Paul Newman's Light
Paul Newman has died, damn it. He was the closest thing we've had in a movie star to a saint—and probably he'd say that was the dumbest thing he'd ever heard, which as far as I'm concerned is more proof. I'm not just talking about the hundreds of millions he earned for charity with his Newman's Own products, or his persistent but judicious political activism. As an artist, he was self-deprecating, often deeply self-critical; he never assumed we'd love him because he was, you know, Paul Newman. When directors built him pedestals, he worked to earn his place on them. Early in his career, he studied the Method, but he never went in for the fumbly-mumbly self-plumbing that became its hallmark. He always threw his attention onto the other actors—which might be why, opposite him, so many became stars and won awards. Everyone looked brighter in his light.
The light came from those blue eyes, of course—but it wasn't just their color that was hypnotizing. Two of his most vivid performances were in black and white: the self-loathing pool-hall drifter in The Hustler, and the mean-drunk, oversexed sleazeball rancher in Hud (probably his sexiest, most magnetic turn—but who can choose?). Newman didn't use those eyes promiscuously, as jeepers-creepers peepers. He hooded them, slit them, closed them tightly in pain. When open, they were sky blue with a milky haze. You could get lost in them; you could also see that he was sometimes lost behind them. Trim, smooth, chiseled, pretty, Newman was physically our most wide-open movie star, yet on one level he was also our most unfathomable.
We feared for him onscreen, and he got battered (or killed) a lot—as the impulsive-country-boy Billy the Kid in The Left Handed Gun, and most famously, as the title character in Cool Hand Luke, a heavy-handed Christ-behind-bars picture in which the homoeroticism borders on camp. Newman redeemed Cool Hand Luke by staying grounded. Look at the opening sequence, as he begins to vandalize parking meters: He senses the hell he's bringing on himself and acts out anyway, as if he's daring the universe to punish him. I don't know if his penchant for smart-ass bad-boy roles had roots in his relationship to his father, evidently a cold and disapproving man, but he had more juice as a prodigal son than a stern patriarch. One of his best-known roles, in Butch Cassidy and the Sundance Kid, exploited that easy impudence, and he was deft and charming; he obviously enjoyed the patter with Robert Redford. (They re-enacted the routine in every interview thereafter.) But that's not the performance I want to remember him for. It's a little glib.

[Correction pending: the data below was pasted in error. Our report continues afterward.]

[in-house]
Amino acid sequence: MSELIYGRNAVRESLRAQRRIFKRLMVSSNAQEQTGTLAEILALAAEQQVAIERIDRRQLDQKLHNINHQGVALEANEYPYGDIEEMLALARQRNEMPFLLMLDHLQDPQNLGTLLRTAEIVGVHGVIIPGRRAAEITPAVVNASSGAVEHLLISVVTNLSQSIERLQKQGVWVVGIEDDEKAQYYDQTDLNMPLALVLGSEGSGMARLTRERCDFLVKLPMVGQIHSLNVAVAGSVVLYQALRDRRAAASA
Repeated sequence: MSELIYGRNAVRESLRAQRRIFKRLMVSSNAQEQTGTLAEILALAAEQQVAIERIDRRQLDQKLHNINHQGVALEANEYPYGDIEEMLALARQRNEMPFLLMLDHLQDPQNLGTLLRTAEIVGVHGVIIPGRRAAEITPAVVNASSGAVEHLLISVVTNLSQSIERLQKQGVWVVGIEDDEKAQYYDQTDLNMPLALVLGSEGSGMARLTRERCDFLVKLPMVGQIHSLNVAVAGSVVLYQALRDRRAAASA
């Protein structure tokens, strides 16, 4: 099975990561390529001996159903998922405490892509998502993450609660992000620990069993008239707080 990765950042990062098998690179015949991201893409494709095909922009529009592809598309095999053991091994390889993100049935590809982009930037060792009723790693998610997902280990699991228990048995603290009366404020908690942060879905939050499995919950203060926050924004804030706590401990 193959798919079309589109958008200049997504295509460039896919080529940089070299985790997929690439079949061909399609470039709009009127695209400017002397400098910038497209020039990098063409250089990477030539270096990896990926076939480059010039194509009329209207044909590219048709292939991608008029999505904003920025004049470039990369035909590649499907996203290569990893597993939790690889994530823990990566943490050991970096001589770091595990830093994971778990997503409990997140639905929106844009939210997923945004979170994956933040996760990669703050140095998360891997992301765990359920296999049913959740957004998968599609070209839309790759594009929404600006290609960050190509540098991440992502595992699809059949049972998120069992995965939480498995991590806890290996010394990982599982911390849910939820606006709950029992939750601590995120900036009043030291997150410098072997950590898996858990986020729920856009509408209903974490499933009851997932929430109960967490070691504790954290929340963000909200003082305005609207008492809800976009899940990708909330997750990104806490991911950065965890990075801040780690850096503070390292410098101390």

Newman was ambivalent about his prettiness, but he didn't make a show of fighting it: He never slapped on a fake nose or did a Quasimodo turn. (His voice—gruff and increasingly gravelly—balanced out his looks somewhat.) He was good in wounded Adonis parts (as in Cat on a Hot Tin Roof), but he was better with a shot of self-satire. In The Long Hot Summer, he was an uppity stud-muffin who brazens his way into a rich Southern clan led by Orson Welles. It was on that film that he met Joanne Woodward, who played the brainy, somewhat rigid young woman who finally surrenders to him—and how could she not? Different as they are, their chemistry is palpable. In life, he adored her stability and smarts. She let him stay a kid at heart.
In the late Seventies, Newman's son Scott died of an accidental drug overdose. It shattered him, and he blamed himself—apparently without much cause. But as an actor, he grew. He pared down his style and hit notes he'd never hit onscreen before, in Fort Apache, The Bronx, Absence of Malice, and The Verdict. His Oscar came for The Hustler sequel, The Color of Money, and he was sly and funny; his self-containment was a marvel. But the showboat of that film was director Martin Scorsese, doing his rock-'n-roll whip-pan thing, and the movie has none of its predecessor's intensity.
Newman tested himself in character parts, doing strangled little voices (Pocket Money) or barnstorming (Blaze). But he didn't have great range. And as I've said, military men and patriarchs didn't bring out the best in him—even when he was very fine, as in Mr. and Mrs. Bridge (a gift to Woodward) and the waterlogged lump of pretention Road to Perdition. Newman was unquenchably youthful—the joke, I think, behind billing himself "Pa Newman" on his cookie packages. Among his later performances, I liked him best as a sneaky robber in the middling caper movie Where the Money Is and as the scoundrelly old sponge in Empire Falls. These aren't expansive turns—he stays inside himself. But you can feel his pleasure in acting.
Great actors and great artists don't have to be role models in life to inspire you with their work. But when they are, they give a special kind of joy. The character of his life is everywhere in his work, in its lack of self-centeredness, in the way it radiated out. In sad days and sunny ones, Paul Newman bathed the world in blue.
Note: This is an expanded version of a piece for CBS Sunday Morning that ran on September 28, 2008.